Date of Award

2017

Document type

Thesis

Degree Name

MSc by research (Master of Science by research)

First Supervisor

Professor Susan Smith

Second Supervisor

Dr Emma Wallace

Funder/Sponsor

The project was part-funded by the HSE medical education and training fund (MET) and the development fund in RCSI.

Keywords

Multimorbidity, Education, Medical, Continuing, Disease Management

Abstract

Background

Multimorbidity is defined as the presence of two or more chronic diseases in an individual patient. It presents significant clinical, organisational, and educational challenges which are increasingly being addressed by academic and clinical bodies. The overall aim of this project was to assess the training needs, if any, of doctors managing patients with multimorbidity, and to develop an intervention aimed specifically at addressing these needs. The objectives were to thoroughly examine the published literature relating to management of patients with multimorbidity; to robustly assess the relevant learning needs of doctors; and to develop and implement an intervention to address any gaps in training.

Methods

A comprehensive review of the multimorbidity literature, and a systematic review of the educational literature, were completed. An electronic survey and focus groups of volunteers were carried out to assess the learning needs of GP and physician trainees in multimorbidity. Integrating the results of the survey with data collected from focus groups of trainees in general practice resulted in the proposal of a curriculum for training, and the development, feasibility study, and evaluation of a training intervention for general practitioners (GPs) using the Medical Research Council (MRC) Guidelines for Developing and Evaluating Complex Interventions.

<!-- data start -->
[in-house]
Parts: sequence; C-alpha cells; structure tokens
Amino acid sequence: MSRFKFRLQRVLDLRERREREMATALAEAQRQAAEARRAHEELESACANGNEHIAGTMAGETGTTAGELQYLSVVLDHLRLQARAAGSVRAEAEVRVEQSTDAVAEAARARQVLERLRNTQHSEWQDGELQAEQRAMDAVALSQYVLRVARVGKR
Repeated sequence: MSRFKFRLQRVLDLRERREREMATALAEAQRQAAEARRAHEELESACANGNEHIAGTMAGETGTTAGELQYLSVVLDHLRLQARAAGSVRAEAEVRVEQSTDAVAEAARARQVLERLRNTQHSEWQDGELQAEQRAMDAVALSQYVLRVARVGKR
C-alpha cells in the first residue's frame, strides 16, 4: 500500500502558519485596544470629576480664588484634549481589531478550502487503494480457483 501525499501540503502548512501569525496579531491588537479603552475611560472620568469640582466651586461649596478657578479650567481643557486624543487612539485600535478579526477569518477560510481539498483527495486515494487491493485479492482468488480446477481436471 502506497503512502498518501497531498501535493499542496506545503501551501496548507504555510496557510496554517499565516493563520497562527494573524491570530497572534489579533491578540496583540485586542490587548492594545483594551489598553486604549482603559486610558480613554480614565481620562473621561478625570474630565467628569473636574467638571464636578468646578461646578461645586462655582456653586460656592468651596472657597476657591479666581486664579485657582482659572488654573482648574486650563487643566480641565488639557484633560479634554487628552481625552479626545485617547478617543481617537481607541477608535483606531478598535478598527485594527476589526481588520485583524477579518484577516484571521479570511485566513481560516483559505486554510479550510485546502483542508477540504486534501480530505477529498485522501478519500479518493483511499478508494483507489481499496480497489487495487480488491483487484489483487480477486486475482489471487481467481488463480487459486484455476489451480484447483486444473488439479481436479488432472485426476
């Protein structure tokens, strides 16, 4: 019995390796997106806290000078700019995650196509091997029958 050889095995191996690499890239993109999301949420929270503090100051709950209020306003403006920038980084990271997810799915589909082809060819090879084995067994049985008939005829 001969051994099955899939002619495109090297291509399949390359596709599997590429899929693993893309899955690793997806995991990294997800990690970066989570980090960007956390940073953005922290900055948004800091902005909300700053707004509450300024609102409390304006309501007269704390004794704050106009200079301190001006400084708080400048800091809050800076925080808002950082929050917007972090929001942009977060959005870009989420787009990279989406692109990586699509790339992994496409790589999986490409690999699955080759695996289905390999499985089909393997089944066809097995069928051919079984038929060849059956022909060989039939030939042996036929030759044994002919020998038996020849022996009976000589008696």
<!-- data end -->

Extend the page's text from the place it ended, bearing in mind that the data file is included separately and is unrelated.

Results

The quantitative findings demonstrated a need for training in management of patients with multimorbidity: Only 36% of survey respondents reported experiencing dedicated multimorbidity training, and 75.3% expressed an interest in attending such training if it was available. This was reflected in the qualitative results which revealed perceived deficiencies in training in relation to multimorbidity. A workshop was developed and a feasibility workshop involving fifteen GPs was completed. The well-received workshop suggested that the format was acceptable to the target audience of working GPs, and though numbers were small, feedback from participants was uniformly encouraging.

Conclusions

This study demonstrated a gap in training in management of patients with multimorbidity and proposes a curriculum and workshop to address these training needs. Further research is required to implement training on a broader scale and to develop robust evaluation tools to ensure that training is relevant, efficient and, most of all, effective in improving outcomes in patients with multimorbidity.

Creative Commons License

Creative Commons License
This work is licensed under a Creative Commons Attribution-Noncommercial-Share Alike 4.0 License.

File Size

13.5 MB

Comments

A thesis submitted for the degree of Master of Science from the Royal College of Surgeons in Ireland in 2017.

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